Computer noise is normal... somewhat. Then there is the dreaded silence of death...
You see, there are several moving parts inside of your desktop computer. These parts are going to make noise, so that part is normal. Your computer has at least two fans, one on the CPU (central processing unit, or the brain of the computer) and the other on the power supply unit. An option third fan is sometimes located in the middle of the back of the case, directing airflow directly onto the CPU area, or venting the case itself. All of these fans will make noise.
In addition, your hard drive is comprised of small platters with magnetic read/write heads located in between the platters; a sort of sandwich if you will. Under normal operation, the hard drive is relatively silent, but as it gets older and it's mechanisms get more worn, it will generate some sound when accessing the drive. This is a good indication that you need to start shopping for another hard drive... and don't forget to regularly back-up the contents of the drive while you're at it!
Two more things that generate noise on your computer are your CD-ROM (and DVD-ROM) drives and your floppy drive (if you still have one!). These devices spin your media at phenomenal rotation rates, and generate heat as well as noise. However, these devices have a noise that you should become fairly familiar with. Any noise that appears abnormal from these devices probably indicates a problem with the device. For example, a grinding noise in the floppy drive may indicate a bad floppy disk, or a bad drive. CD-ROM is the same way ... a drive that has to be repeatedly opened and closed before it will access a CD could indicate a problem with the CD or the drive. In both cases, a careful examination of the media will help eliminate the media and point to the drive itself as the source of the problem. A good question to ask when encountering this type of issue is if the disk will work in another computer. If so, the problem is most likely your drive.
However, none of the things discussed so far describe the two most ominous sounds that can come from your computer: the whining grind of bearings going out, and complete silence. For the first issue, when the bearings in any of your fans start to go out, it starts to whine and grind. It will sound exactly like any other fan bearings that you might have heard go out... from an air conditioner unit to a box fan... the fan bearings all sound the same when they start to fail. At first this noise will be intermitten... but after a while it will become severe and nonstop. At this point it is imperative that you purchase a fan to replace the one that is going out. Why? Because what comes next can be very destructive...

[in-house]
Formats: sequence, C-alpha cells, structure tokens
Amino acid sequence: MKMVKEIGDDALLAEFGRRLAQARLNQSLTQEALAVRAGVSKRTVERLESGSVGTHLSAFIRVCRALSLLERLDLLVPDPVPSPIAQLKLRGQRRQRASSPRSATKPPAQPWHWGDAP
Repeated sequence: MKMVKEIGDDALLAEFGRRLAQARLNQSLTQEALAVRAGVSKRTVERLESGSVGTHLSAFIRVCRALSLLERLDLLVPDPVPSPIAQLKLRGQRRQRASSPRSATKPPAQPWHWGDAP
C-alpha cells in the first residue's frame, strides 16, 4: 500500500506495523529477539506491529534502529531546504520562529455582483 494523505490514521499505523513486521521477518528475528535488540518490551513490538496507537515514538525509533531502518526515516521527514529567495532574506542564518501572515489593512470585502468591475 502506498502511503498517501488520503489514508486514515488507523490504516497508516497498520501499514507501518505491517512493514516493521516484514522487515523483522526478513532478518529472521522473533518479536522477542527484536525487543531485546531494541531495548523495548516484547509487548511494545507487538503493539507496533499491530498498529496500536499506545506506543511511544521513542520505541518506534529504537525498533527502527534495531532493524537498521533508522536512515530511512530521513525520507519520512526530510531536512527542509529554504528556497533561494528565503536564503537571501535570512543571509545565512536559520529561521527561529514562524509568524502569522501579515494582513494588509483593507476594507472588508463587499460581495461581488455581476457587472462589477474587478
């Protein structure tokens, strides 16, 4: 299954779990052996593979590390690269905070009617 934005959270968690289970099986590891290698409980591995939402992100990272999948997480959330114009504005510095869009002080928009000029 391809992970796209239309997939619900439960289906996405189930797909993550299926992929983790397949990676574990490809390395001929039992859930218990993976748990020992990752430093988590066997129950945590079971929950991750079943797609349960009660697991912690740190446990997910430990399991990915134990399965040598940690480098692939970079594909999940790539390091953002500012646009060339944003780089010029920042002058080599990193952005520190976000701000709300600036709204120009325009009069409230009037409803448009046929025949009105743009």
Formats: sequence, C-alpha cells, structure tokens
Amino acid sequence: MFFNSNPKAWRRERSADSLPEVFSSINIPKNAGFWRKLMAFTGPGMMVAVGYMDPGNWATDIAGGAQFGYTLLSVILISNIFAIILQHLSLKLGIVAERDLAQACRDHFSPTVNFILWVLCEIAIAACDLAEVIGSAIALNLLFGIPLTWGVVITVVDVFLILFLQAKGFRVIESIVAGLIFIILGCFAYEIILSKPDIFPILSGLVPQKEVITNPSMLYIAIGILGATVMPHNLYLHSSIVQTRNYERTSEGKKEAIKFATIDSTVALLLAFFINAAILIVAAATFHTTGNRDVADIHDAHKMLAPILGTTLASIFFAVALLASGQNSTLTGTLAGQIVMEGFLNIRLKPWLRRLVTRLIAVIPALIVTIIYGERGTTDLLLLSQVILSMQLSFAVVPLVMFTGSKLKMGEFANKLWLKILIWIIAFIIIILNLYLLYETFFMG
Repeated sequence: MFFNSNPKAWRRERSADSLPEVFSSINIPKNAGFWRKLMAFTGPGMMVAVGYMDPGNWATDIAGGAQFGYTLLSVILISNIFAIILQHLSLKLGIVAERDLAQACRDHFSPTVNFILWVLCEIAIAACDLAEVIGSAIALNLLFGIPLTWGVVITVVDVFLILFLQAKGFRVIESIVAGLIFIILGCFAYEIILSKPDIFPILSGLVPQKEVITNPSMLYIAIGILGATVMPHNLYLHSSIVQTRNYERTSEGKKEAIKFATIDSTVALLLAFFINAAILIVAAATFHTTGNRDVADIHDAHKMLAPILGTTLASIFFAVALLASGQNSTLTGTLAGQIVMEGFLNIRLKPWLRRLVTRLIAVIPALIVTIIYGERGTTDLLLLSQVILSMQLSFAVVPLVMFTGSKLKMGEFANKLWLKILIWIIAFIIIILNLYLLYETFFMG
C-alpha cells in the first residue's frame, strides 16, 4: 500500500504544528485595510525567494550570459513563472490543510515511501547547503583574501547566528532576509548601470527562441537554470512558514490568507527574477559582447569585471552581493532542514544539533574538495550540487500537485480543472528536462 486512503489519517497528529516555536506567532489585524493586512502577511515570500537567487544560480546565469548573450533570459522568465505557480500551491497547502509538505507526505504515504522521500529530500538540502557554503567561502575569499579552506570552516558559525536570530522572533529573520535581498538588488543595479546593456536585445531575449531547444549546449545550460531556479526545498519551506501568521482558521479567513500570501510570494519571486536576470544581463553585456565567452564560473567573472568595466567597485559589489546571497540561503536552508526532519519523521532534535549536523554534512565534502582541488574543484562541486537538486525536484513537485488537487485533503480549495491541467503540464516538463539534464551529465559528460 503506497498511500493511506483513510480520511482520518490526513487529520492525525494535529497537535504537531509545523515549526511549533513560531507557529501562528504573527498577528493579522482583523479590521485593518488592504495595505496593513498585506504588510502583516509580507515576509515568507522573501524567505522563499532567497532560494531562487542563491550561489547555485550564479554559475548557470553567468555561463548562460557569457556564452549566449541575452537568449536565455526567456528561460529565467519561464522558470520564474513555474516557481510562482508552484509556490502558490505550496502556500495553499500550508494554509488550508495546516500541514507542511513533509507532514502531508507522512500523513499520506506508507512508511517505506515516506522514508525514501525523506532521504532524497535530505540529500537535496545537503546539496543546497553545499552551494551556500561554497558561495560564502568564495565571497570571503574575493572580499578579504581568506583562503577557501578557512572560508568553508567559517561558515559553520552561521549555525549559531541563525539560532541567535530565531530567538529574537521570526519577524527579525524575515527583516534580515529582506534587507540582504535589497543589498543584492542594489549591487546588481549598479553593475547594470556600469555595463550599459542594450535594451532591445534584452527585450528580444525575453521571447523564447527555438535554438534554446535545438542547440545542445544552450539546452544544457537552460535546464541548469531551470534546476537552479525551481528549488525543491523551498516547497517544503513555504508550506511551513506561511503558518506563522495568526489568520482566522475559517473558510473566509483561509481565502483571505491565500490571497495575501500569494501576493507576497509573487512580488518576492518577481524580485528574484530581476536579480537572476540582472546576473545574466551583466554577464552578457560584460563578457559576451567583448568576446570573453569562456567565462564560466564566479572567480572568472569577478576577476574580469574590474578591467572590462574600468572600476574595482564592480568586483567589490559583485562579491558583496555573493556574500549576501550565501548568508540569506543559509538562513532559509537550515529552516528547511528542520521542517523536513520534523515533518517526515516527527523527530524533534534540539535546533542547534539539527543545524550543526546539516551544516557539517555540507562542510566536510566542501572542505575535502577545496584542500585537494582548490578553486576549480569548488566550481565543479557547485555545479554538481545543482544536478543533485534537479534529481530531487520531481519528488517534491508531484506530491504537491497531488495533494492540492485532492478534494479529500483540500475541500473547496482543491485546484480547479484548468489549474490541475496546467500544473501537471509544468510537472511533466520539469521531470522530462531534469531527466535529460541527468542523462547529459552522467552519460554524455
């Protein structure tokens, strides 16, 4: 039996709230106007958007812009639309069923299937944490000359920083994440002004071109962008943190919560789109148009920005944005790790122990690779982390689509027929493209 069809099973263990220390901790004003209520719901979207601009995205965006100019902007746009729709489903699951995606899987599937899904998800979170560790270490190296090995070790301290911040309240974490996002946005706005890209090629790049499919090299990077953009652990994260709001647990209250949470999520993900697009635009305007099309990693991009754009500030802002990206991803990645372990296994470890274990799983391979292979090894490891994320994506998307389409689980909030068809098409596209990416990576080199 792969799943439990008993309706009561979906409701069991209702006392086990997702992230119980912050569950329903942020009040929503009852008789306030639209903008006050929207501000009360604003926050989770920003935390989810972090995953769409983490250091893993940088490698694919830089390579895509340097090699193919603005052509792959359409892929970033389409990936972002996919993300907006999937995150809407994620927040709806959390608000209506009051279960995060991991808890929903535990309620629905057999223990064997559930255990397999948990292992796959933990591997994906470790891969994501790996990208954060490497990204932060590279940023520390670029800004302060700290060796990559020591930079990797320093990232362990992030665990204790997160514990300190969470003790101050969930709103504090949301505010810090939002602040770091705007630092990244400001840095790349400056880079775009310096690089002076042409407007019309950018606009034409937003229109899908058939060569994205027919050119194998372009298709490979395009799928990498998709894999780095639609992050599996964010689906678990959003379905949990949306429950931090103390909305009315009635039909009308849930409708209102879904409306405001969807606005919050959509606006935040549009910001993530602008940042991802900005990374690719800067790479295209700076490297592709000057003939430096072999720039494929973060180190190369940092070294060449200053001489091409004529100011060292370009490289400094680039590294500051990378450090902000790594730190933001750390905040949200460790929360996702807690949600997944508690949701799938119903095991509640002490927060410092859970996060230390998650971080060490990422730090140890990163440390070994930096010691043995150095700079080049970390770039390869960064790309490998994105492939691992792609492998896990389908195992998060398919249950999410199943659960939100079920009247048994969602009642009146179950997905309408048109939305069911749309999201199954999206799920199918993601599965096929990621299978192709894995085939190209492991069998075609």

Complete silence. No fan sounds. No grinding. Worst case scenario: it's the CPU fan gone bad, and every second you use your computer you are burning up the CPU chip. Most computers today are designed to turn themselves off once the temperature on the CPU reaches a certain level... before damage takes place. However, this safety feature doesn't always prevent damage from occurring. After you get the fan fixed, you can experience random shut-downs and system errors that are directly related to a previous overheating incident. So, it is best not to run your computer at all during times when overheating may be an issue.
So the bottom line? Get to know your computer! Some noise is normal... but excessive noise from any component on the computer usually indicates excessive wear and tear, not to mention possible emminent failure. So be alert and aware of what your computer sounds like now,... before it has any problems.
About the Author: Michael Arcand is a CompTIA A+ Certified computer technician and entrepreneur specializing in computer tips and tricks for home users. His latest venture is online at http://www.techsupporthelpdesk.com, providing cost-effective tech support for home and small business users.